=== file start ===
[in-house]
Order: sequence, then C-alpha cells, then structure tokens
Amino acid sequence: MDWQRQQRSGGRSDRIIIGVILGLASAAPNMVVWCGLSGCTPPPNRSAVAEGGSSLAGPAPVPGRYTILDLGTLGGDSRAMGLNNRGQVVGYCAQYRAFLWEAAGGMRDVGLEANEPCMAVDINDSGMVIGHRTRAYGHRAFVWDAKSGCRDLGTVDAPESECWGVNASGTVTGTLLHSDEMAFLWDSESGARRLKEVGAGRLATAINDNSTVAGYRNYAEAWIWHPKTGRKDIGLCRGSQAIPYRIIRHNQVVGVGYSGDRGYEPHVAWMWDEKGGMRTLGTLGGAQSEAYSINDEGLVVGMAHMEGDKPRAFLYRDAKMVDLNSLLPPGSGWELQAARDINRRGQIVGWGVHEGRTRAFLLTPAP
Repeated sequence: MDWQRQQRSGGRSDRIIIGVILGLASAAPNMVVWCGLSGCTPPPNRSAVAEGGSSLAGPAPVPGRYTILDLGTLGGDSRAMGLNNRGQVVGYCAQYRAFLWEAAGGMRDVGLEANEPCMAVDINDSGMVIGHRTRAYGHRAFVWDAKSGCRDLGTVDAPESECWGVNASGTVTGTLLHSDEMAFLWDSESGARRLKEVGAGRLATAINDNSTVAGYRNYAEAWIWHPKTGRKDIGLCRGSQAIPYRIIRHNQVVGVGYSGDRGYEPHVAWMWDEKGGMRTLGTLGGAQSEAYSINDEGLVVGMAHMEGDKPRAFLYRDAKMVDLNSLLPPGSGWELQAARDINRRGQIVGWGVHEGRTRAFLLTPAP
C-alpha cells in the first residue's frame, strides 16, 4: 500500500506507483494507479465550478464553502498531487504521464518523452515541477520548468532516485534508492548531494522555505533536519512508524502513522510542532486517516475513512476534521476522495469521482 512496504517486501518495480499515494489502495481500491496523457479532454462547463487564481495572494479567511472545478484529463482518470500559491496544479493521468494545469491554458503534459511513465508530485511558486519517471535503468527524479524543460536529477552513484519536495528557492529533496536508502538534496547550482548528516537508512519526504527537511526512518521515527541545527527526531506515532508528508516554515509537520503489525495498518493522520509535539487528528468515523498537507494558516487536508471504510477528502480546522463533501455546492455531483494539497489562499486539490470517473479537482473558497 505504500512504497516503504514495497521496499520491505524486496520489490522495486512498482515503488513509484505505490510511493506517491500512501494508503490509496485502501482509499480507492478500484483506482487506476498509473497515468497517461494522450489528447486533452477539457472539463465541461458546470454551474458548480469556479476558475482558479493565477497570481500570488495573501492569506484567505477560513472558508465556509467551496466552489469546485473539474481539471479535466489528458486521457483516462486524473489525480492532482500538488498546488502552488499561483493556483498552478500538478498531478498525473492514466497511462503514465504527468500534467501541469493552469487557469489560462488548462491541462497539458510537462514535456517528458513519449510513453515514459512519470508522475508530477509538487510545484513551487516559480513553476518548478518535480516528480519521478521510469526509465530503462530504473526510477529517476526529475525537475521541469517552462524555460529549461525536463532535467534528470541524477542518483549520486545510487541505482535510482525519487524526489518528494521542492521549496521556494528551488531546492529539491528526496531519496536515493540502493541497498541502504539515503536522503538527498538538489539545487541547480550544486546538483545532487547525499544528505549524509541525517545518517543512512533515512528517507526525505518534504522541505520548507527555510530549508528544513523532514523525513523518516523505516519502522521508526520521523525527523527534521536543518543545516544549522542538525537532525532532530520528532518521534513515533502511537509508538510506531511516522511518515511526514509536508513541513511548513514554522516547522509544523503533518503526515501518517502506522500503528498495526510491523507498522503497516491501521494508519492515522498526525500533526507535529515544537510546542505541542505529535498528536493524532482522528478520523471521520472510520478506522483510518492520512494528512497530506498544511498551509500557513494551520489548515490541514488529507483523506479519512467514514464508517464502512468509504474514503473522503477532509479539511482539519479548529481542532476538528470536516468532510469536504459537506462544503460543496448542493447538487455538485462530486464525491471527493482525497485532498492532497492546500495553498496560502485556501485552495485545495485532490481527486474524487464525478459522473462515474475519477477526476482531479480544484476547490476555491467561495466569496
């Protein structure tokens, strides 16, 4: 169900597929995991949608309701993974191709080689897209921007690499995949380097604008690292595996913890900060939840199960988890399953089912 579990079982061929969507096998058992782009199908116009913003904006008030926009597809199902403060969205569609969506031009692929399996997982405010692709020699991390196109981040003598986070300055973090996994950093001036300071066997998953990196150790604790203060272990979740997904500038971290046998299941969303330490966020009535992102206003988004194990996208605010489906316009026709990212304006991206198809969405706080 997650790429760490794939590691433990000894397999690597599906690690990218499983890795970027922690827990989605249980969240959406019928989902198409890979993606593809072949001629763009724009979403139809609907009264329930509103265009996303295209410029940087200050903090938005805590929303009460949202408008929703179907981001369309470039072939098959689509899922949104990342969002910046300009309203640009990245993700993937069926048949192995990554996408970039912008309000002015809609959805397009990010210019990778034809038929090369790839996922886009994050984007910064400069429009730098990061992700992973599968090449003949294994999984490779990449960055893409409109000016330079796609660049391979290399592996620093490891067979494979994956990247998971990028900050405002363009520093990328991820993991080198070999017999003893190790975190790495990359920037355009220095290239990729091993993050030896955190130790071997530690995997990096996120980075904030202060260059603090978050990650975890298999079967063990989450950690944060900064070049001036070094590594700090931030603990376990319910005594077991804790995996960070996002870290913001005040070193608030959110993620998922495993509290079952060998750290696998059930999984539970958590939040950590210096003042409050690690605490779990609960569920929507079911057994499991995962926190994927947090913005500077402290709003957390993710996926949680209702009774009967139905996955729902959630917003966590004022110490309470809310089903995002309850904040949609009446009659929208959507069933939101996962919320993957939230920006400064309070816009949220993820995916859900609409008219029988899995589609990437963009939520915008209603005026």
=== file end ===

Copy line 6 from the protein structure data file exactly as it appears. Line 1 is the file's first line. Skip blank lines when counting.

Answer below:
């Protein structure tokens, strides 16, 4: 169900597929995991949608309701993974191709080689897209921007690499995949380097604008690292595996913890900060939840199960988890399953089912 579990079982061929969507096998058992782009199908116009913003904006008030926009597809199902403060969205569609969506031009692929399996997982405010692709020699991390196109981040003598986070300055973090996994950093001036300071066997998953990196150790604790203060272990979740997904500038971290046998299941969303330490966020009535992102206003988004194990996208605010489906316009026709990212304006991206198809969405706080 997650790429760490794939590691433990000894397999690597599906690690990218499983890795970027922690827990989605249980969240959406019928989902198409890979993606593809072949001629763009724009979403139809609907009264329930509103265009996303295209410029940087200050903090938005805590929303009460949202408008929703179907981001369309470039072939098959689509899922949104990342969002910046300009309203640009990245993700993937069926048949192995990554996408970039912008309000002015809609959805397009990010210019990778034809038929090369790839996922886009994050984007910064400069429009730098990061992700992973599968090449003949294994999984490779990449960055893409409109000016330079796609660049391979290399592996620093490891067979494979994956990247998971990028900050405002363009520093990328991820993991080198070999017999003893190790975190790495990359920037355009220095290239990729091993993050030896955190130790071997530690995997990096996120980075904030202060260059603090978050990650975890298999079967063990989450950690944060900064070049001036070094590594700090931030603990376990319910005594077991804790995996960070996002870290913001005040070193608030959110993620998922495993509290079952060998750290696998059930999984539970958590939040950590210096003042409050690690605490779990609960569920929507079911057994499991995962926190994927947090913005500077402290709003957390993710996926949680209702009774009967139905996955729902959630917003966590004022110490309470809310089903995002309850904040949609009446009659929208959507069933939101996962919320993957939230920006400064309070816009949220993820995916859900609409008219029988899995589609990437963009939520915008209603005026």